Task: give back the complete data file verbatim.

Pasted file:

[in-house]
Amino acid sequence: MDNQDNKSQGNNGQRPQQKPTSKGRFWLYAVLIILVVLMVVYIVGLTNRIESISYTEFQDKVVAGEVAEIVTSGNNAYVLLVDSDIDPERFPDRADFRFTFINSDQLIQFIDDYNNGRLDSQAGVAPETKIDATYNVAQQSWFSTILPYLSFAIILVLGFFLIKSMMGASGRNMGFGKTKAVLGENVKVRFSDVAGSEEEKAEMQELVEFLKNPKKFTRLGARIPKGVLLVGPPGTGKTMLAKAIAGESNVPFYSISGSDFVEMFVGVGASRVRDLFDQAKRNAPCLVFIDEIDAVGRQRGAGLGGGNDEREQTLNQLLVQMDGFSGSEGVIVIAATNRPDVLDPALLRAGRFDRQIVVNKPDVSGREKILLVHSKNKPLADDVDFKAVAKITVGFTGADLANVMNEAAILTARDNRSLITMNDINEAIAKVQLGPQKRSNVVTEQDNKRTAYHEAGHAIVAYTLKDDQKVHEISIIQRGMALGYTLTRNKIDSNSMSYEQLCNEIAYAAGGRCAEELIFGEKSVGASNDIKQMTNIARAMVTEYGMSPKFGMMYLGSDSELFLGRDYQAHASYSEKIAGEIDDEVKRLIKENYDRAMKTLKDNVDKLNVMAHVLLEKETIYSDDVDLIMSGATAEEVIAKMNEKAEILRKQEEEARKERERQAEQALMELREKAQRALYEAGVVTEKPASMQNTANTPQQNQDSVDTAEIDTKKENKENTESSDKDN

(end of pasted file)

[in-house]
Amino acid sequence: MDNQDNKSQGNNGQRPQQKPTSKGRFWLYAVLIILVVLMVVYIVGLTNRIESISYTEFQDKVVAGEVAEIVTSGNNAYVLLVDSDIDPERFPDRADFRFTFINSDQLIQFIDDYNNGRLDSQAGVAPETKIDATYNVAQQSWFSTILPYLSFAIILVLGFFLIKSMMGASGRNMGFGKTKAVLGENVKVRFSDVAGSEEEKAEMQELVEFLKNPKKFTRLGARIPKGVLLVGPPGTGKTMLAKAIAGESNVPFYSISGSDFVEMFVGVGASRVRDLFDQAKRNAPCLVFIDEIDAVGRQRGAGLGGGNDEREQTLNQLLVQMDGFSGSEGVIVIAATNRPDVLDPALLRAGRFDRQIVVNKPDVSGREKILLVHSKNKPLADDVDFKAVAKITVGFTGADLANVMNEAAILTARDNRSLITMNDINEAIAKVQLGPQKRSNVVTEQDNKRTAYHEAGHAIVAYTLKDDQKVHEISIIQRGMALGYTLTRNKIDSNSMSYEQLCNEIAYAAGGRCAEELIFGEKSVGASNDIKQMTNIARAMVTEYGMSPKFGMMYLGSDSELFLGRDYQAHASYSEKIAGEIDDEVKRLIKENYDRAMKTLKDNVDKLNVMAHVLLEKETIYSDDVDLIMSGATAEEVIAKMNEKAEILRKQEEEARKERERQAEQALMELREKAQRALYEAGVVTEKPASMQNTANTPQQNQDSVDTAEIDTKKENKENTESSDKDN